AG: I quite agree. So how would a headlining gig differ?
TN: We’d play a slightly longer set, but not much really. We’d add in all those fan-favorites which aren’t usually the most universally-liked songs. Since this isn’t necessarily our crowd—I mean, there maybe a fair percentage every night, but we’re going to be playing to a lot of Motion City Soundtrack fans—we kind of want to give that crowd what we’ve got, and acknowledge that not everyone is going to know that one song on the early EP. So yeah, headlining—inject in some of those more obscure OK Go songs, as far as OK Go songs get obscure, and, well, they don’t really get that obscure…
AG: Do you have a preference then? Or do you like to switch it up?
TN: I like to switch it up. There are benefits to doing both. I think when you open up for a band like Motion City Soundtrack that plays to 1200 people every night, you often feel like you’re really making progress… if they like you!... You often feel like “Wow! We just won over this whole crowd, they totally didn’t know what was coming!” That’s really satisfying. Also, playing a lot of your own shit and having people there specifically for you, singing all the words, that’s also really fun. Both of them present their own challenges. When [it’s your show] there’s a lot more pressure to keep attention. That’s so exhausting for an audience to have to wait through two bands to see you—and then when you come on they’re tired or hung over or whatever…
AG: I’ve noticed the profile of the band’s changed a little bit as this new album has come out—both in sound and in appearance—and I wondered if you would agree with that.
TN: Definitely. This new record is a lot more raw and a lot more live sounding, and that was definitely purposeful. Our first album is very studio-oriented, and we felt like kids in a candy store and made something that was very high-production and, well, candy-coated. We toured on that record for two years and did nothing but play live. Our tastes changed too. We’d given new life to the songs on the album and almost related more to them live than we did on the recording. We really wanted to capture the energy of what we do live. As far as the image thing goes, yeah we wanted to have something more recognizable and more theatrical to present. Our first record we blended in with a lot of other indie bands at that time, and we were bored with it. We wanted to have more fun with getting dressed in the morning!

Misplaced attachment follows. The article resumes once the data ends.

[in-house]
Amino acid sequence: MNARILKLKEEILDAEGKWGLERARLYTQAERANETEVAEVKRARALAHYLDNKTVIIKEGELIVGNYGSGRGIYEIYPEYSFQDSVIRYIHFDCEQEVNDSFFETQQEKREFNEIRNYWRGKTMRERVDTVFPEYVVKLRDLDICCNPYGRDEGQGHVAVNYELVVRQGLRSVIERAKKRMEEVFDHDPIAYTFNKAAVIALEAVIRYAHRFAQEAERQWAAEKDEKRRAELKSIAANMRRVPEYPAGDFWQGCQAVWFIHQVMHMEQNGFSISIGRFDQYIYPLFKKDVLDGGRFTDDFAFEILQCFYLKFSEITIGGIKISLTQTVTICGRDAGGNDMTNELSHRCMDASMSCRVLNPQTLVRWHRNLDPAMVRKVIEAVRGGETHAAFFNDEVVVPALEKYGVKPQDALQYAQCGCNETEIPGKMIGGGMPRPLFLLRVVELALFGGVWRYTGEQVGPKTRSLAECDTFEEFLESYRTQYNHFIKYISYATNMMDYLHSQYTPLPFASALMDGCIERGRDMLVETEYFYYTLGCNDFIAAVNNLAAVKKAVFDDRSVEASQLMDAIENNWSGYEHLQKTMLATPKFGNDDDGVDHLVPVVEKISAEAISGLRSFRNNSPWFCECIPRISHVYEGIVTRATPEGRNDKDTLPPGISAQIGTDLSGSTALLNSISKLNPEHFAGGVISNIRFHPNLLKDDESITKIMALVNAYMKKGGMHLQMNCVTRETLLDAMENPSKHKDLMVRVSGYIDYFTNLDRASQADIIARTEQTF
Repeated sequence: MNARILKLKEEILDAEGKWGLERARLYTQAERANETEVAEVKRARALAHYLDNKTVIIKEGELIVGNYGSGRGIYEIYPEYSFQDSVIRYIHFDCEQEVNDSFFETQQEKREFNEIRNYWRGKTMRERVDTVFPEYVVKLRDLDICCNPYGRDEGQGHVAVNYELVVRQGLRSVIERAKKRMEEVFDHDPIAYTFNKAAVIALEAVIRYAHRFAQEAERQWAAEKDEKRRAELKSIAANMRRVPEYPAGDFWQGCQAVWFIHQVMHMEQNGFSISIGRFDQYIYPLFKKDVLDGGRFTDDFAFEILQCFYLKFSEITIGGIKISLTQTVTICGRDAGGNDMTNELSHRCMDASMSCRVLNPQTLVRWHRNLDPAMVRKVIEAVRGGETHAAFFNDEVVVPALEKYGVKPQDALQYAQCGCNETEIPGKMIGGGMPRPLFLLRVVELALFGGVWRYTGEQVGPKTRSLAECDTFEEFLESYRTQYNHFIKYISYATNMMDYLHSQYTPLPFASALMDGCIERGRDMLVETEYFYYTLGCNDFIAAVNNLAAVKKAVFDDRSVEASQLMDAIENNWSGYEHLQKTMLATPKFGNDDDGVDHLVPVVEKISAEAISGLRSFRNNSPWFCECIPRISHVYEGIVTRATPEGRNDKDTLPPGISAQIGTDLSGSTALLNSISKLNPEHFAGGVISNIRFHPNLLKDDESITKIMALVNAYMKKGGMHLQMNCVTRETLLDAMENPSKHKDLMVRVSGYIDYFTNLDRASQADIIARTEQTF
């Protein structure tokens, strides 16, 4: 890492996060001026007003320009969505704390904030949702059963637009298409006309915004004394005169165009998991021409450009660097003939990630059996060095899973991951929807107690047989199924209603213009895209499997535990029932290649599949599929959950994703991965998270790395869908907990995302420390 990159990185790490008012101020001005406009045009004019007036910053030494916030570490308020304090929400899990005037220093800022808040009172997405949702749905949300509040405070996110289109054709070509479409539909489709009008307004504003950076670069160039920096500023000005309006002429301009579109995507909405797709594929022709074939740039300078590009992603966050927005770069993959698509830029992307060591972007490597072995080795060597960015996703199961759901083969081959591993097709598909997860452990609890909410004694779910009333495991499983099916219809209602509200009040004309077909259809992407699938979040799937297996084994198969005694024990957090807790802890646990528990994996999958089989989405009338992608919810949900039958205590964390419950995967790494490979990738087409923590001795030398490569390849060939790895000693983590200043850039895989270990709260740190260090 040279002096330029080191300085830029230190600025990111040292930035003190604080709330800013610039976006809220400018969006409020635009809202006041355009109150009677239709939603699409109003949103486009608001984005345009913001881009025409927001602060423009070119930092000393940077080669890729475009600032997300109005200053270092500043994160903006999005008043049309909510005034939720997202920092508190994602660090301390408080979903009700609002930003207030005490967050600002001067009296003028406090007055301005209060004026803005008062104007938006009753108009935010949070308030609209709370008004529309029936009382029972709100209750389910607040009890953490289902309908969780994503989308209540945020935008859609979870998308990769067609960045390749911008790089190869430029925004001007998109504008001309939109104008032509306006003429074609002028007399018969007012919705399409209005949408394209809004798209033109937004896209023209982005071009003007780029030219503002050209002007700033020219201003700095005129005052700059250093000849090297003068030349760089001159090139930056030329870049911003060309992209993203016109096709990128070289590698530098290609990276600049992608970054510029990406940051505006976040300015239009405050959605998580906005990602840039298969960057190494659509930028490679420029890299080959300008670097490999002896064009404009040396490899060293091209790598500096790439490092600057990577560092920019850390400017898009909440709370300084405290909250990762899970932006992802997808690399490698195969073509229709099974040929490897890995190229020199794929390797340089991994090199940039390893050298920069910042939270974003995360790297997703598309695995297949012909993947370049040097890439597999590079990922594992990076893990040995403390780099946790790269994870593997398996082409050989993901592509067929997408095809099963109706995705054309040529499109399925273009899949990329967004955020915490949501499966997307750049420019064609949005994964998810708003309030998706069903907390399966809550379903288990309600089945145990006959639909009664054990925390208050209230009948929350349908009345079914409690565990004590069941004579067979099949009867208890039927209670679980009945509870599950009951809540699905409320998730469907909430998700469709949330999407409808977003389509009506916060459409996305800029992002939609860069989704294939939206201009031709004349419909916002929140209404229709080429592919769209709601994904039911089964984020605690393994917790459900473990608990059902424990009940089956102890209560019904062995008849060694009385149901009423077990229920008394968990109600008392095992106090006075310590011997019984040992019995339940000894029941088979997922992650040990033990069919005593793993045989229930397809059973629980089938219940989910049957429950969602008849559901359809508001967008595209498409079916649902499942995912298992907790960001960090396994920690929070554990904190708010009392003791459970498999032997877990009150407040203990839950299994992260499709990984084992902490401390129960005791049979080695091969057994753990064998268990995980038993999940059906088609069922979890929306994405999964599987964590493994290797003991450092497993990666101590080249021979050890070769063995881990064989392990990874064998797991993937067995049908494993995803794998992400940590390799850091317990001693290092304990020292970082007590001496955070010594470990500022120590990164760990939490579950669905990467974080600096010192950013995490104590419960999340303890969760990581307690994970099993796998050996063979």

AG: Did it change the live show at all then?
TN: I think so. It’s like when you start dressing a certain way, you start acting a certain role, you take on a new character in a way. It’s hard to say, it might be subtle for someone who’s not paid attention to us before, but I do think the live show has gotten a lot more theatrical and in some ways a lot more bombastic. It’s easier to play a character when you… look like a character!
AG: And how’s the new material being received out on the road?
TN: Great, totally great. We have so much more fun playing the new material live. And I think that’s largely because we wrote a record that was largely conceived of, written more as, a live record and less as a studio thing… so playing them live, they translate so much better. I have loved playing them live and they seem very well received… so far!
The Motion City Soundtrack/OK Go/Plain White Ts/The Spill Canvas tour hits Neumos on February 25. More info. on the show can be found at www.neumos.com, and more info. on OK Go can be found at their website, www.okgo.net.